The same site also has a drawing of the fountain from somewhere, made anonymously ca. 1525. One would like to know where this clearly well-informed website got its information!
The huge brass pine-cone still stands in a courtyard in the Vatican, as those who have done the tour well know. I wonder whether the item has any connection with the cult of Cybele, for a Phrygianum once stood somewhere on the hill, as the 4th century regionary catalogues indicate, and a bunch of 4th century inscriptions from it were dug up near the piazza outside new St. Peter’s.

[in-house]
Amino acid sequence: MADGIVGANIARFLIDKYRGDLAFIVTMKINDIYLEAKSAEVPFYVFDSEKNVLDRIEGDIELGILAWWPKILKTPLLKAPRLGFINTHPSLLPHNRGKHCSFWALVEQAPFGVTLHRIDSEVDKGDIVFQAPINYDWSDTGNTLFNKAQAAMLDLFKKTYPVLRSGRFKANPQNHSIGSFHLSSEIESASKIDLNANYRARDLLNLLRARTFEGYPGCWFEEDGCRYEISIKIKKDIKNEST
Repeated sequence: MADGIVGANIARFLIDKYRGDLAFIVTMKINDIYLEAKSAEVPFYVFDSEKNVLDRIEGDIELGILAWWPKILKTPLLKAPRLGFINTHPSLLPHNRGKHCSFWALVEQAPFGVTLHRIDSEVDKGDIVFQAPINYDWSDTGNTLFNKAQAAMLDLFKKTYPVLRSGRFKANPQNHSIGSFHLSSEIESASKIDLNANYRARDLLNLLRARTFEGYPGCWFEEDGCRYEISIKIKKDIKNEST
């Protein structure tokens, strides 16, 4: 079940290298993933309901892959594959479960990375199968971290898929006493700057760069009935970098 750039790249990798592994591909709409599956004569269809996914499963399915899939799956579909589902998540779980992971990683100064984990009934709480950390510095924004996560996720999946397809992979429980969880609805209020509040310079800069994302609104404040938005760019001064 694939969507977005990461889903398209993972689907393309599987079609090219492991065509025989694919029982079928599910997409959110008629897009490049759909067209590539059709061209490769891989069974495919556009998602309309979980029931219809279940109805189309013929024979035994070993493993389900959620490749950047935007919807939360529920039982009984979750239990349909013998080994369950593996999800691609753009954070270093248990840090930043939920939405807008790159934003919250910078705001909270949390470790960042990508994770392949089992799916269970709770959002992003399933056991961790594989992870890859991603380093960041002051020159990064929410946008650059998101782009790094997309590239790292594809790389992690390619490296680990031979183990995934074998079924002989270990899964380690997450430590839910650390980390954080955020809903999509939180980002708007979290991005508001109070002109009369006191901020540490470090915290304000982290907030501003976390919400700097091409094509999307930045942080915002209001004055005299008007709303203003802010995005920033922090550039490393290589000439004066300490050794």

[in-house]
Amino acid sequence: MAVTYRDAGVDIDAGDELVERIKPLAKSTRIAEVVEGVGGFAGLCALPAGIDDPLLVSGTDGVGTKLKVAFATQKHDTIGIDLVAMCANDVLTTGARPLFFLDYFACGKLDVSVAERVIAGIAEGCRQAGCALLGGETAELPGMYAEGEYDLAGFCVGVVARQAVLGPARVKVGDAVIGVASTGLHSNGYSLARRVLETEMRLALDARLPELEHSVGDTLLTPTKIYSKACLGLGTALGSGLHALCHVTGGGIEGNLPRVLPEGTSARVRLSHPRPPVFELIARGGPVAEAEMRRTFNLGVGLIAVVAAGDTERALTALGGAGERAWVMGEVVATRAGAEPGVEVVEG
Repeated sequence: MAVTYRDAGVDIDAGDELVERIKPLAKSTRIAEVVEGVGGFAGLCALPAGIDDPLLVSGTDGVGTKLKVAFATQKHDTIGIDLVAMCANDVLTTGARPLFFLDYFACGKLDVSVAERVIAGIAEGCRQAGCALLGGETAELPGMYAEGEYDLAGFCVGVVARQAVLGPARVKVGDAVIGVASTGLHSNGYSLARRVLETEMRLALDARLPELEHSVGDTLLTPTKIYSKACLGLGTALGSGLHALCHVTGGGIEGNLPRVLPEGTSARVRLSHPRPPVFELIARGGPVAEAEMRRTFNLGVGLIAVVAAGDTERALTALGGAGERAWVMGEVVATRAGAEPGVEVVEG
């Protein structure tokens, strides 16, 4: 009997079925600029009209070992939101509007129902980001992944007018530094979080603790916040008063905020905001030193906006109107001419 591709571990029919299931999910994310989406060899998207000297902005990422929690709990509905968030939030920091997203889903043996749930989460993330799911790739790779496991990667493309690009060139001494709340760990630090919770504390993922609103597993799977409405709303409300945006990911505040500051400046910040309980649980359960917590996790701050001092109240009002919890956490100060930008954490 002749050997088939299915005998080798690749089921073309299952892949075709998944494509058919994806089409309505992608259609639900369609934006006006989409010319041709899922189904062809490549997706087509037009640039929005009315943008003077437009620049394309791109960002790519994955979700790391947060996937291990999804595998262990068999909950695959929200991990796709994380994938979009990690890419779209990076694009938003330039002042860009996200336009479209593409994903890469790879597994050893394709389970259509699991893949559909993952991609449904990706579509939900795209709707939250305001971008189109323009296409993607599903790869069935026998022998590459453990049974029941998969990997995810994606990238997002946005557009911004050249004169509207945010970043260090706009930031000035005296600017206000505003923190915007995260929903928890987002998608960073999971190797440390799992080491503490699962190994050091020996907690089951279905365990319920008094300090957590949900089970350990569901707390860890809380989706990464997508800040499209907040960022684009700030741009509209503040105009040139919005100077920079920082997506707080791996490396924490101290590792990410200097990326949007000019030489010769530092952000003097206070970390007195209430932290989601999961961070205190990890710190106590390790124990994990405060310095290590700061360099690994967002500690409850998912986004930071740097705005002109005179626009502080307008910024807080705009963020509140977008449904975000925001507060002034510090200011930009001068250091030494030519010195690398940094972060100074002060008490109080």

Next let’s have a drawing of the construction of new St Peter’s. The remains of the old nave stand to the left here, for this is a shot of the hulk of the new basilica from the north side. The author is Martin van Heemskerk, in 1536.
Now another drawing (caution – the site plays audio at you!), this time showing the construction from the west. The pointy tower on the front of the old basilica still stands, with some of the nave behind it. But to the right is a circular building; the chapel of San Andreas, or “Vatican Rotunda”, a 3rd century tomb converted into a chapel. And is the tip of the Vatican obelisk just visible beyond it?
Now here’s another overview shot. This, I learn from Anna Blennow – thank you! – is a detail from Antonio Lafreri’s image of the seven churches of Rome, 1575, here. The surroundings of the church are not accurate, but the general layout is. It shows the Vatican rotunda, just to the left side of the nave, with the atrium – and fountain – behind the raggedly front facade.